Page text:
pinned it, made it: sage smudge sticks

Facing an abundance of Russian sage in my garden this summer, I knew come autumn, I’d need to figure out a way to preserve it. I pinned this handy how-to from You Grow Girl, one of my favorite resources for garden-related DIYs, btw.

How To Make Your Own Smudge Sticks

A few weekends back, I harvested said sage and bound it into little bunches to give as smudge-stick gifts. Tying them together was such wonderful aromatherapy, making the mess I made on my living room floor well worth it.

high plains thrifter // diy smudge sticksOf course I had to test one out for myself…

high plains thrifter // diy smudge stickAre you doing anything to preserve the late-summer bounty? If so, I’d love to hear what projects you’re tackling!

xo,

Meghan

Top photo c/o: You Grow Girl.

heads up: columbus day savings at savers

1896949_10152053404403773_948611411_n Whether you’re celebrating Columbus or Indigenous Peoples’ Day, tomorrow brings big savings at Savers thrift stores throughout the metro area. All men’s, women’s, kids’ clothing, shoes and accessories, plus bed and bath items will be a whopping HALF-OFF! This one-day-only discount cannot be combined with other coupons or offers. New merchandise is also off-limits, when it comes to the 50% savings.

Happy hunting!

xo,

Meghan

Photo c/o: Savers' Facebook.

9 essentials i’m thrifting this fall

 It’s the same old story each and every autumn: the air turns crisp, leaves drop, days shorten and pumpkin spice lattes and apple orchard adventures overtake my Instagram feed. As soon as the annual chill arrives, without fail, my practically Pavlovian-style response is to run out (or hop online) and spruce up my wardrobe. And now that I’ve completed a fall closet clean-out, giving my unwanted goods to Savers, there’s actually a wee bit of room to squeeze in some new goods!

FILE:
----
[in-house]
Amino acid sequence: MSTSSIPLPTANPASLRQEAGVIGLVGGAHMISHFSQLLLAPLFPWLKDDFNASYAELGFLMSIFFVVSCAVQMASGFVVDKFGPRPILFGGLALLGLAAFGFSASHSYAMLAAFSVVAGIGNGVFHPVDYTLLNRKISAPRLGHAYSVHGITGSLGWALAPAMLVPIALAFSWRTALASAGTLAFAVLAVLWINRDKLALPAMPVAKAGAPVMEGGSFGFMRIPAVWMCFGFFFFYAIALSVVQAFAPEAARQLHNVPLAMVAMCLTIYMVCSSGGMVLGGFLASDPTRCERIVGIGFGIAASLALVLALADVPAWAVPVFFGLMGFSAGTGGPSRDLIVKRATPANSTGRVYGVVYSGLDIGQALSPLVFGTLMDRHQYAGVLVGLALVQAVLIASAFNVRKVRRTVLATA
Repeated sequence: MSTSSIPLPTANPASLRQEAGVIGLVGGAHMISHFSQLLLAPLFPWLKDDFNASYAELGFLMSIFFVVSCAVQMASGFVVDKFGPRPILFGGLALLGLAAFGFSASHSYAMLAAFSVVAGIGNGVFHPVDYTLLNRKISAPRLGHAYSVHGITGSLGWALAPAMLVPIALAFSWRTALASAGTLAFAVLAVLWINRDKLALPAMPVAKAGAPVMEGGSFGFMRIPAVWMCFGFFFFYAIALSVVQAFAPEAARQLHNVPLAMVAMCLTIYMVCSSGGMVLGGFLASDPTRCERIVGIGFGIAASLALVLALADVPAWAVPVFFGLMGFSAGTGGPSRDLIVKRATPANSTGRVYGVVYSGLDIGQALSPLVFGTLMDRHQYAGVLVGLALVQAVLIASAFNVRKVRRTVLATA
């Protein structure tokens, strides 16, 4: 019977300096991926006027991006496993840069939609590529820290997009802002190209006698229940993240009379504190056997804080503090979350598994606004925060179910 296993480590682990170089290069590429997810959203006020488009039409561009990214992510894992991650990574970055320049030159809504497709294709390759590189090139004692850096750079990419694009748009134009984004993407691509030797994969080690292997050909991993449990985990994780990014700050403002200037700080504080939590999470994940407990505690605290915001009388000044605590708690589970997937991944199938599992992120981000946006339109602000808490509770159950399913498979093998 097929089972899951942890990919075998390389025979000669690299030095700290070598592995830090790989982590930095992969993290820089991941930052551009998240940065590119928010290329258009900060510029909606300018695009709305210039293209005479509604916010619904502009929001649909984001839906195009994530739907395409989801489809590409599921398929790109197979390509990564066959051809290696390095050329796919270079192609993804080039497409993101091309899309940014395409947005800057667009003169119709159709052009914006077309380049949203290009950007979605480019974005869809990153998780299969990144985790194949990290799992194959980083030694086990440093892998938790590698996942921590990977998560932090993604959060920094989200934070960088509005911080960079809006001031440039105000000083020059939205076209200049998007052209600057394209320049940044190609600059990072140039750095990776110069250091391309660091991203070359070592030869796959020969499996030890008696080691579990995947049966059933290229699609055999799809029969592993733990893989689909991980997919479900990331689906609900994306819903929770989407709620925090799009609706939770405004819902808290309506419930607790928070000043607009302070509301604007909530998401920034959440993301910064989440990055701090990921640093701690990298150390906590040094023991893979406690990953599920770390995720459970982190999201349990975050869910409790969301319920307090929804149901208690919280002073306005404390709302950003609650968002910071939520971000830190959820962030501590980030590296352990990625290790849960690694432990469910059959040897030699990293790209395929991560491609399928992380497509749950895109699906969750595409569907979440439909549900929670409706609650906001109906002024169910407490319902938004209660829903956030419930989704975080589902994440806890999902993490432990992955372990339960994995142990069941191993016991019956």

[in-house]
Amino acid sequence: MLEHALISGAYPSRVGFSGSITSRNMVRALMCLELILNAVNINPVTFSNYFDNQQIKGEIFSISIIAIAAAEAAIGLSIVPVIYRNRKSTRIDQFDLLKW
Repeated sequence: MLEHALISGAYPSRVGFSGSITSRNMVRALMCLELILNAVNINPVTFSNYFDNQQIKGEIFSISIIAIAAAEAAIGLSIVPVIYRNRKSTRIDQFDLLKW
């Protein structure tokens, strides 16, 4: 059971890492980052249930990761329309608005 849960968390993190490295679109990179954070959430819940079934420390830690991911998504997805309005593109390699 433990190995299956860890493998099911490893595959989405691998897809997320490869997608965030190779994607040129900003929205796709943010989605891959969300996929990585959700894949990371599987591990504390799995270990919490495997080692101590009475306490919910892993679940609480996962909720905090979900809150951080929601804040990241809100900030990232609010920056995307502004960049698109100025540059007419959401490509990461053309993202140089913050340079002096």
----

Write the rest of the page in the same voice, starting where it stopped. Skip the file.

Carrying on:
To keep me focused as I browse the thrift-store racks, I honed in on the pieces I was missing (so easy to do after a thorough closet clean-out) and inspiration, both old and new, I can’t get out of my brain. By refining my thoughts and making a list, I’ll save time when thrifting big stores like Savers and money I may have accidentally spent on items I don’t need. Below are the essentials that made the cut!

fall trends collage 1Dark florals: I feel more than a small twinge of sadness when it comes time to pack up my favorite summer florals. Fortunately, thrift-store racks boast plenty of saturated prints and I plan on sussing out at least a dress, blouse, skirt or scarf before the snow flies.

Jeans to destroy: “Oh hell no!” = my instant reaction to the prices I’ve seen on tattered denim ($148 for the pair of jeans pictured above, OMG!). I figure if I thrift a few pairs that fit  well and screw one up in the distressing process, no bigs, I’ll still be about $130 ahead.

Black denim jacket: Seeing as I wear my denim jacket four out of seven days a week, seeking out a black one seems kind of like a no-brainer. To me, a good denim jacket fits like I borrowed it from my boyfriend, so I’ll definitely be combing the men’s section at the thrifts for this.

Photos c/o: Let it Be / Nasty Gal / Free People

fall trends collage 2Midi skirts: My love of midis will not wane, so what? But truly though, what’s not to appreciate. They’re an acceptable length to wear to work, warm and, perhaps best of all, super easy to thrift. For fall, I look for wool or wool blend midis, and maybe a poly option or two.